Human beings need a balanced diet of carbohydrates, proteins, fats and numerous other nutrients. Proteins are needed as part of a healthy balanced diet in order to sustain growth, provide structural support, boost the defences of the body and are involved in many vital body functions. Among the various sources of protein, one commonly consumed, rich source of such proteins is the eggs of the domestic fowl.
The eggs of the domestic fowl consist of the egg white (albumen) and egg yolk. Egg albumen, which is the focus of this experiment, is a mixture composed of 88% water, 10% of different proteins and 2% of small quantities of carbohydrates, minerals and vitamins. Further focusing on the different kinds of proteins in egg white, the protein ovalbumin comprises of 54% of the protein percentage, and conalbumin consists of 12 % and ovomucoid, 11% and ovomucin, 3.5% and lysozyme, 3.5% and ovoglobulin, 8% and the rest of the 8% of various proteins. These proteins provide some biological benefits to the egg and to its consumers, which is why separating and studying these proteins and their special biochemical characteristics is very important.
Ovalbumin protein has the largest composition in the egg white and is known to be the most nutritive part of the egg. Evidences have shown that it provides protection for the egg and acts as a calcium binder and also chelates to heavy metals trapping the metal ions within its sulfhydryl bonds. The protein conalbumin helps in retarding the growth of microorganisms by chelating the protein that binds iron and other minerals into a stable complex and hence produces a deficiency of minerals for the invading microorganisms. The tyrosine and histidine amino acid residues are involved in this metal binding. Ovomucoid protein acts as a proteinase inhibitor and so it inhibits bovine or trypsin enzyme activity and hence it inhibits growth of bacteria. It is also responsible for the gel structure of egg white. The protein ovomucin inhibits viral hem-agglutination, while lysozymes contain enzymes such as N-acetylmuramidase, which is involved in the hydrolysis of the cell wall of Gram positive bacteria and hence, also contributes to anti-microbial activity (Ahlborn & Sheldon, 2006; Belitz, Grosch & Schieberle, 2009; Gettins, 2002).
[...] Furthermore, the calculations show that the iron binding capacity of conalbumin is very high as 1 mole of conalbumin binds to 2.635 moles of iron which is a large amount of iron that conalbumin binds to. CONCLUSION Ovalbumin was found to have the highest amount of protein as compared to lysozyme and conalbumin. The specific activity and total activity showed that lysozyme D was the most effective enzyme to catalyse reactions of reducing bacterial activity and then lysozyme A and then lysozyme C and lastly lysozyme B. Moreover, the iron binding capacity of conalbumin was studied and it was found that 2.635 moles of iron was required to bind to 1 mole of conalbumin. [...]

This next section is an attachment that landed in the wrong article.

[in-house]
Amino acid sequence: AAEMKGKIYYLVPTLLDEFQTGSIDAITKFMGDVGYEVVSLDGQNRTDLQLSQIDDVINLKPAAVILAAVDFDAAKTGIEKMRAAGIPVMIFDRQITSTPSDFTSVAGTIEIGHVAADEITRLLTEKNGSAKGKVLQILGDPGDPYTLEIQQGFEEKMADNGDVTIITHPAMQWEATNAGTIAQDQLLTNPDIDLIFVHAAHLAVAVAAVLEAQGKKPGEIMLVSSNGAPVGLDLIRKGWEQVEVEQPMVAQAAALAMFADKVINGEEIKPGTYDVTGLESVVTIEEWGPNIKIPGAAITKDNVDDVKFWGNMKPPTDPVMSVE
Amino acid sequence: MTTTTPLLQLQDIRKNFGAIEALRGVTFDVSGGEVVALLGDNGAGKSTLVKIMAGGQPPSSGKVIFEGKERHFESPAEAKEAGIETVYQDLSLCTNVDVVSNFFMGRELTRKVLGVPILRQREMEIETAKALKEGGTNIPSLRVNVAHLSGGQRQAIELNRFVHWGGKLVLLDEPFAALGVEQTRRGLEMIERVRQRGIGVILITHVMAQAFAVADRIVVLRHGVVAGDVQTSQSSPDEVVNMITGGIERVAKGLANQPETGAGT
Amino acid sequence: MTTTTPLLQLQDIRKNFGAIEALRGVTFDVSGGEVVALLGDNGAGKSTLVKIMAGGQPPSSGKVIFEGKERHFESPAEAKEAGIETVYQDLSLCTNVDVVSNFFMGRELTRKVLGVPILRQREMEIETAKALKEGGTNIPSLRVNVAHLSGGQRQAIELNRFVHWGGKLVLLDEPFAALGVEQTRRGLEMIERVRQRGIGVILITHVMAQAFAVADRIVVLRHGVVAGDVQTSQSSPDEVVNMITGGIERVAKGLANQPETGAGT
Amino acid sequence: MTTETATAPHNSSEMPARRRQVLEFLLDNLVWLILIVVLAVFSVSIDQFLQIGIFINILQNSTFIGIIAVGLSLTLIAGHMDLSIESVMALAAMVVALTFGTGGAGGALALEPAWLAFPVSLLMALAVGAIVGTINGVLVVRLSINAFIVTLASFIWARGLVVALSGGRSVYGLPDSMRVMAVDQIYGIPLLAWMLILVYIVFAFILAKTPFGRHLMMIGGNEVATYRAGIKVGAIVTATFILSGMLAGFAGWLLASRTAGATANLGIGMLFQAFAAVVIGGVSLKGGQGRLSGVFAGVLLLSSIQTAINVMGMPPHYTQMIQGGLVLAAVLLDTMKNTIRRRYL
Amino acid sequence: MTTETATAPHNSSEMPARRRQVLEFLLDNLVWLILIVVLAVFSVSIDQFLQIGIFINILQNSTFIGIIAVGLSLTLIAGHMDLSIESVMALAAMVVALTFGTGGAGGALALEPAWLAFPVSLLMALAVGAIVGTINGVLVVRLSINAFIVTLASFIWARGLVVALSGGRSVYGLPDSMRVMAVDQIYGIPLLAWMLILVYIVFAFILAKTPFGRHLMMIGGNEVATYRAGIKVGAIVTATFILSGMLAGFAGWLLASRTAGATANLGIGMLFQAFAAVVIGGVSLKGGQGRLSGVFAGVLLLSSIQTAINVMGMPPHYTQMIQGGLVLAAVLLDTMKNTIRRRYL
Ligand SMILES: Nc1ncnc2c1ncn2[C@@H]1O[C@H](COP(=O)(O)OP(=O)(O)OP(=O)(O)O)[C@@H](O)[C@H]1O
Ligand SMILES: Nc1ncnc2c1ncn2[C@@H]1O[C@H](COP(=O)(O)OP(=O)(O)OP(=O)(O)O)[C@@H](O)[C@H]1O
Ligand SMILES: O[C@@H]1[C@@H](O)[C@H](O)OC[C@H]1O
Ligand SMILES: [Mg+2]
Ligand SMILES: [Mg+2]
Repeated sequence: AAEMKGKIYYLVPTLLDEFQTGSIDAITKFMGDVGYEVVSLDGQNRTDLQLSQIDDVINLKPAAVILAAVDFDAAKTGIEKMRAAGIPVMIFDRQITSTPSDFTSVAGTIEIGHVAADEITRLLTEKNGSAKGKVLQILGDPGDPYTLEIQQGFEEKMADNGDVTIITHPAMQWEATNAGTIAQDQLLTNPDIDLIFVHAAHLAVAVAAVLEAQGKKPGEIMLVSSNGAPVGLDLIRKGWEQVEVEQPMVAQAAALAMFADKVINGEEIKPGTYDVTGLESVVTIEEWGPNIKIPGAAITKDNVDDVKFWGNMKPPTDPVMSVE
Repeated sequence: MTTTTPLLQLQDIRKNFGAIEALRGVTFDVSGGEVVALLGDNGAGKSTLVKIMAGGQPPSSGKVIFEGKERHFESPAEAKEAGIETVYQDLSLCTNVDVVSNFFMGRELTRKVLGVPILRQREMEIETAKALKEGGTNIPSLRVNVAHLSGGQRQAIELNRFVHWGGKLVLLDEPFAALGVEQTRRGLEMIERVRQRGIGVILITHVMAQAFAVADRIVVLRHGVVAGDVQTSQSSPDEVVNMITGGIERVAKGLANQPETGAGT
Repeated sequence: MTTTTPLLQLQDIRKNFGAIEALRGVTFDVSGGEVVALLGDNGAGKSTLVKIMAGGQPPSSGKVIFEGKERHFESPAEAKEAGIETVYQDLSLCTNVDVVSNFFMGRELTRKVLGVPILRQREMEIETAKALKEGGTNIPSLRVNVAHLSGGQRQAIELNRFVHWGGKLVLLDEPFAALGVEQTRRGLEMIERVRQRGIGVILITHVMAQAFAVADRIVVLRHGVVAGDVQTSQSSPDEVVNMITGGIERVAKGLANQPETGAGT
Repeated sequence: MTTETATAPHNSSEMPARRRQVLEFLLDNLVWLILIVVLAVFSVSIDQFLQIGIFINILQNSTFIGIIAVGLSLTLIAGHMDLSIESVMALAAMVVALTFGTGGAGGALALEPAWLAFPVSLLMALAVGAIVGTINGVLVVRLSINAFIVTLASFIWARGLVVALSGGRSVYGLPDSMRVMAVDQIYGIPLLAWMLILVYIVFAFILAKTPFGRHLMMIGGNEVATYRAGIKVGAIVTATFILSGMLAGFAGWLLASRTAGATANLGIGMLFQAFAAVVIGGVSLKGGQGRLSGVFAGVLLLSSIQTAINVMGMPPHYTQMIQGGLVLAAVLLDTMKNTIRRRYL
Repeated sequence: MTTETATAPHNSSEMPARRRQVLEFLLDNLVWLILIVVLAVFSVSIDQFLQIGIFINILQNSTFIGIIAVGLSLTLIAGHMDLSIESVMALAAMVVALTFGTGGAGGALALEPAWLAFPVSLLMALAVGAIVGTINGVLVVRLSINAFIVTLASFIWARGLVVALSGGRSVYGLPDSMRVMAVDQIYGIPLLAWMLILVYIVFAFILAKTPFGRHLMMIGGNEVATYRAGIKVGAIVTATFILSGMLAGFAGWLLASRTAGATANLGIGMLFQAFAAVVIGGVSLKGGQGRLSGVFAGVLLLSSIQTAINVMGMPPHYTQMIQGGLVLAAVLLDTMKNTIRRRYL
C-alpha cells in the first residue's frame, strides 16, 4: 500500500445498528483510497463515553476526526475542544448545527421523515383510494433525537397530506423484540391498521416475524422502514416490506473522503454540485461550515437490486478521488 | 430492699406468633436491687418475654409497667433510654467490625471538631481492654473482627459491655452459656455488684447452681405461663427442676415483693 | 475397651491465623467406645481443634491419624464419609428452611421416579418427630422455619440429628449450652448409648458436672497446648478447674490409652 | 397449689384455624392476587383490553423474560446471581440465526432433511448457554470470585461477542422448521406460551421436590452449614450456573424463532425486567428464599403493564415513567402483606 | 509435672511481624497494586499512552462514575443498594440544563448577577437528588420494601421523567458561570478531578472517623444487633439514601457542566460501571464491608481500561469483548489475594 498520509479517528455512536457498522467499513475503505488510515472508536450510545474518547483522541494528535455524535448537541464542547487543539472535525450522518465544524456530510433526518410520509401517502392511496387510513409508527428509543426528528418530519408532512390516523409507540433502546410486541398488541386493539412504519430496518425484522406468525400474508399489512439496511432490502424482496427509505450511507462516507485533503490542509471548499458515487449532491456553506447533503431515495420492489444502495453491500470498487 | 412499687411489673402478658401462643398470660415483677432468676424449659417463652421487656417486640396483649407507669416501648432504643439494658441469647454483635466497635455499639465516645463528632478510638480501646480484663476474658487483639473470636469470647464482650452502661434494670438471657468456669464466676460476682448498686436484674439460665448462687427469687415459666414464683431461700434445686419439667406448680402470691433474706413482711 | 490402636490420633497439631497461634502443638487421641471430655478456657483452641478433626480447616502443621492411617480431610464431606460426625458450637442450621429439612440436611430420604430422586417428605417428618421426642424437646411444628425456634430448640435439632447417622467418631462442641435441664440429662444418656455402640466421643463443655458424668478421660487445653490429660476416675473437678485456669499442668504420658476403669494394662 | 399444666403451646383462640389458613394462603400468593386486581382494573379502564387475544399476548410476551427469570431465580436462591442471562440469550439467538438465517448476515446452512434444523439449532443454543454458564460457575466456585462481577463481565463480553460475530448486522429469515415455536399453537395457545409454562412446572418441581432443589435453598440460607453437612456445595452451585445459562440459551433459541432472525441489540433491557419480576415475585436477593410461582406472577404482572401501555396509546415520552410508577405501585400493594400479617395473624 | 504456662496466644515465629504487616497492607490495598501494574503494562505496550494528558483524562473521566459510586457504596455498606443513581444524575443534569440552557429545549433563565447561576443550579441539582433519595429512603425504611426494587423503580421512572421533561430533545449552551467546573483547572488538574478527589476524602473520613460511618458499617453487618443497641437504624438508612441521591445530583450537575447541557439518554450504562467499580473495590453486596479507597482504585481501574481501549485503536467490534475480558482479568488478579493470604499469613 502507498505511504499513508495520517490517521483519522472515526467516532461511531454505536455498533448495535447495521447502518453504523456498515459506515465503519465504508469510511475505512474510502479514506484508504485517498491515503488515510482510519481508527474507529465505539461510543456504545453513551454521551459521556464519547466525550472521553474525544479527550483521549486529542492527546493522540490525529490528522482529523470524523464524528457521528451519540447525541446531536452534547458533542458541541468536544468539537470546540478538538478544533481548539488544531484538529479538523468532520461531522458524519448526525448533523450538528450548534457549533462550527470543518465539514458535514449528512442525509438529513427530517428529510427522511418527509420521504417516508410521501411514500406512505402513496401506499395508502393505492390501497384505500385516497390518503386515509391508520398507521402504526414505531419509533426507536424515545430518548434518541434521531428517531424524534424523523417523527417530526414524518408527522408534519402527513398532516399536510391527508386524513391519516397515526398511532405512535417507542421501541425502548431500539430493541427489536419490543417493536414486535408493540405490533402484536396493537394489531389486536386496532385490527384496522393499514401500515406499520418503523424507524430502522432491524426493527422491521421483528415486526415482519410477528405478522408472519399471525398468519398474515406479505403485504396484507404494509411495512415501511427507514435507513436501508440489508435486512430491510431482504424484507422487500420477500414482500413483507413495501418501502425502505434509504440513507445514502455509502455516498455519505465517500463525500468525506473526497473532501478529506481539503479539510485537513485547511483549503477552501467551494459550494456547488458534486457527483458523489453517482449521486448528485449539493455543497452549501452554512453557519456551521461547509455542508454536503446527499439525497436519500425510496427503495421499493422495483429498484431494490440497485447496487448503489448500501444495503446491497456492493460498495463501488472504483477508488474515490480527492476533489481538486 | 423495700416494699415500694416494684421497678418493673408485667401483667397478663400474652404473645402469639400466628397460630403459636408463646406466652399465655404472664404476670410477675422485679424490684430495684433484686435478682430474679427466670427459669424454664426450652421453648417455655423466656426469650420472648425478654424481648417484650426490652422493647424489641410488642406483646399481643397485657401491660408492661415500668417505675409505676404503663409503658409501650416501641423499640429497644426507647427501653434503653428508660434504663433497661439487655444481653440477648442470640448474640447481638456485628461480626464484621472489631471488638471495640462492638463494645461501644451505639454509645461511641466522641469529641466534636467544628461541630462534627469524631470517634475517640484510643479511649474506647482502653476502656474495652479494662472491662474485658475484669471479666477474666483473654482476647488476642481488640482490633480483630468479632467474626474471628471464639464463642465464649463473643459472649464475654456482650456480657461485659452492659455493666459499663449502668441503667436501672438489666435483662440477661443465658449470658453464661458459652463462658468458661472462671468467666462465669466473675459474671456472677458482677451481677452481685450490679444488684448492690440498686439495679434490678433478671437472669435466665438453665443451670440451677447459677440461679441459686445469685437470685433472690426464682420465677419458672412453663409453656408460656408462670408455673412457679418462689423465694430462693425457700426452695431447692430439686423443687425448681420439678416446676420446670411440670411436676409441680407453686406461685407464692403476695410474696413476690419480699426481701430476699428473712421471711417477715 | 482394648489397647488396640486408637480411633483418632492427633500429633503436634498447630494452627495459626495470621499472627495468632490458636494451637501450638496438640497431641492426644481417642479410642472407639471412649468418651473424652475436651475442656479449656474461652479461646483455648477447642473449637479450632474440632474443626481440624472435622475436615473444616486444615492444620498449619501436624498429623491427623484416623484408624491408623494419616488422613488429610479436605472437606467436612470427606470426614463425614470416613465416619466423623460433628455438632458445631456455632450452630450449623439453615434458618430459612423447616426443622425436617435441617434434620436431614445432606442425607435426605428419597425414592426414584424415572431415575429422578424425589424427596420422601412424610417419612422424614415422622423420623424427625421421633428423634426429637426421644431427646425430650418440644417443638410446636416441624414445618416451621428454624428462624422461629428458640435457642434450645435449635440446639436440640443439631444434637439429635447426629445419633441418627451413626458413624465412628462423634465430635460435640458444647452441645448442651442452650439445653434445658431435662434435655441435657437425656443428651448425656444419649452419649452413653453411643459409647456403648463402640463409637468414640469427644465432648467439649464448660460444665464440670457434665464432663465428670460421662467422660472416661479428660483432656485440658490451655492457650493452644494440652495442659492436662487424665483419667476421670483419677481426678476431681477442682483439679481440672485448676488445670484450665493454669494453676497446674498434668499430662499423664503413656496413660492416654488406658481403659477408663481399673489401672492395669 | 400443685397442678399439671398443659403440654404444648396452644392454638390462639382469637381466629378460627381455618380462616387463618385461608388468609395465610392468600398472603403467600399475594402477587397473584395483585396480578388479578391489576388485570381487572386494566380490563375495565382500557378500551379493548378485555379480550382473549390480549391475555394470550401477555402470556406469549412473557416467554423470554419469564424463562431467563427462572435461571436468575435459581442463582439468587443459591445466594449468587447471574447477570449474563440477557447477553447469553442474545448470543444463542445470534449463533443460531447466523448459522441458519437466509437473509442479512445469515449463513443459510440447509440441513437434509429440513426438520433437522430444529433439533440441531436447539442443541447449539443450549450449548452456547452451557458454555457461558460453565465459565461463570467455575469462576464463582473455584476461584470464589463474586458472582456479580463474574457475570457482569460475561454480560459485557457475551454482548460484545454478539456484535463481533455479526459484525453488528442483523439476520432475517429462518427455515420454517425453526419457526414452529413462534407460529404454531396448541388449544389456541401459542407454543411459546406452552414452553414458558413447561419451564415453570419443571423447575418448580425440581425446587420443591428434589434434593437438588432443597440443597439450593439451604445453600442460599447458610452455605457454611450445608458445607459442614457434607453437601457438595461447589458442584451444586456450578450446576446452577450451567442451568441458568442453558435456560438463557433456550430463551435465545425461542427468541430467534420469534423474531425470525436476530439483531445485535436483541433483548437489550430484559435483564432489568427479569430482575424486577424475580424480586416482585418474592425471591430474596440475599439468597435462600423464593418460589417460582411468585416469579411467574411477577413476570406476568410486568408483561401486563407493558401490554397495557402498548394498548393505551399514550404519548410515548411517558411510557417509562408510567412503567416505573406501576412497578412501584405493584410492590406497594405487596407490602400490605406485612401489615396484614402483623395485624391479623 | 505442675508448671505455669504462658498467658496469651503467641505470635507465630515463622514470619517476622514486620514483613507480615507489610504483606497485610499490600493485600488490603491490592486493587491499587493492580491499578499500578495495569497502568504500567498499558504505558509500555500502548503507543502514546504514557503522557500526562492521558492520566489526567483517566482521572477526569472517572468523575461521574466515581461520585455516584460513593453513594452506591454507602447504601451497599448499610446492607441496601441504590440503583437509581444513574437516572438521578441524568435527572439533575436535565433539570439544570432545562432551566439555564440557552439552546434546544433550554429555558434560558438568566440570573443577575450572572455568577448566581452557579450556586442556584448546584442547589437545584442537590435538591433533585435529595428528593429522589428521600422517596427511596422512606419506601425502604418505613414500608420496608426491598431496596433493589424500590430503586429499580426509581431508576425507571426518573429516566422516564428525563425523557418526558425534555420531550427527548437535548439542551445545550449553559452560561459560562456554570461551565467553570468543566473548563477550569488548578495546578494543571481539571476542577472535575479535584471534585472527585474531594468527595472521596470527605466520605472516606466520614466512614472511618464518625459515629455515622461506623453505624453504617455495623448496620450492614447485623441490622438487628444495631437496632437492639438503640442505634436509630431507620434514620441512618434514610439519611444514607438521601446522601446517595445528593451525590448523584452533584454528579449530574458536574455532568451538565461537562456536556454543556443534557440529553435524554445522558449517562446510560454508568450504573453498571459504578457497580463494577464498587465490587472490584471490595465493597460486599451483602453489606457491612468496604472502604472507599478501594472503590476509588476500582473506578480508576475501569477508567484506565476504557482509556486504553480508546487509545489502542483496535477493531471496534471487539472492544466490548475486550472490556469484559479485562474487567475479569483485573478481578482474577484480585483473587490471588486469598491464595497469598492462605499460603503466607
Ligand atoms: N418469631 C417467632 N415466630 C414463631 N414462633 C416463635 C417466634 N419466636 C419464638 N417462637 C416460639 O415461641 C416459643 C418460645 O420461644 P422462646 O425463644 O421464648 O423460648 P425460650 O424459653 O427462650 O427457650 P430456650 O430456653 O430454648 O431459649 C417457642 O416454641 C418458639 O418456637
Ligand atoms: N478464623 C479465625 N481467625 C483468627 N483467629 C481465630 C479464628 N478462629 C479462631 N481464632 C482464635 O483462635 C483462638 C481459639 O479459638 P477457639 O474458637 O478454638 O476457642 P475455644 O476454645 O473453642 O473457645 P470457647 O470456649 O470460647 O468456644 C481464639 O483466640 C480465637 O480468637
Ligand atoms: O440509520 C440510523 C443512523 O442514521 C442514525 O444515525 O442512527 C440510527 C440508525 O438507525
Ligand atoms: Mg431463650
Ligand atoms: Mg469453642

[...] 548- 550. Dennison, C Chapter: Assay, extraction and sub-cellular fractionation, In A Guide to Protein Isolation, 2nd edn., Kluwer Academic Publishers, Dordrecht, Netherlands, p Gettins, P.G.W ‘Serpin structure, mechanism, and function', Chemical Reviews, vol no pp. 4751-4804, viewed 23 May 2011, http://pubs.acs.org/. Chaudhuri, J.B. & Spirovska, G ‘Recovery of proteins from reversed micelles using a novel ion-exchange material'. Biotechnology techniques Springer journals, vol no pp. 909-914, viewed 23 May 2011, http://www.springer.com/. [...]
[...] N-acetylmuramic acid and N-acetylglucosamine are sugar units that bond together forming strong carbon-carbon linkages between their adjacent chains. Lysozymes catalyze the breakage of these very strong carbon linkages between the N-acetylmuramic acid and N-acetylglucosamine in bacterial cell walls. The isoleectric point of lysozyme is 10.7 (Chaudhuri & Spirovska, 1994). Figure 5 shows that lysozyme C showed the slowest decrease in absorbance while lysozyme D showed the fastest decrease in absorbance. Decrease for lysozyme A fraction was faster than that of B but slower than D while decrease of B was faster than C and slower than A. [...]
[...] Isolation and identification of egg white proteins using biochemical techniques INTRODUCTION Human beings need a balanced diet of carbohydrates, proteins, fats and numerous other nutrients. Proteins are needed as part of a healthy balanced diet in order to sustain growth, provide structural support, boost the defences of the body and are involved in many vital body functions. Among the various sources of protein, one commonly consumed, rich source of such proteins is the eggs of the domestic fowl. The eggs of the domestic fowl consist of the egg white (albumen) and egg yolk. [...]
[...] A certain volume of saturated ammonium sulphate that was equal to that of the egg white solution was added to the egg white, so as to precipitate out the proteins and this technique is known as salting out. This technique is commonly used in the purification of a protein. Addition of ammonium sulphate causes proteins to precipitate as it is very soluble in water. As the ionic strength (salt concentration) increases protein solubility decreases and the protein completely precipitates as it is very soluble at high ionic strength. [...]
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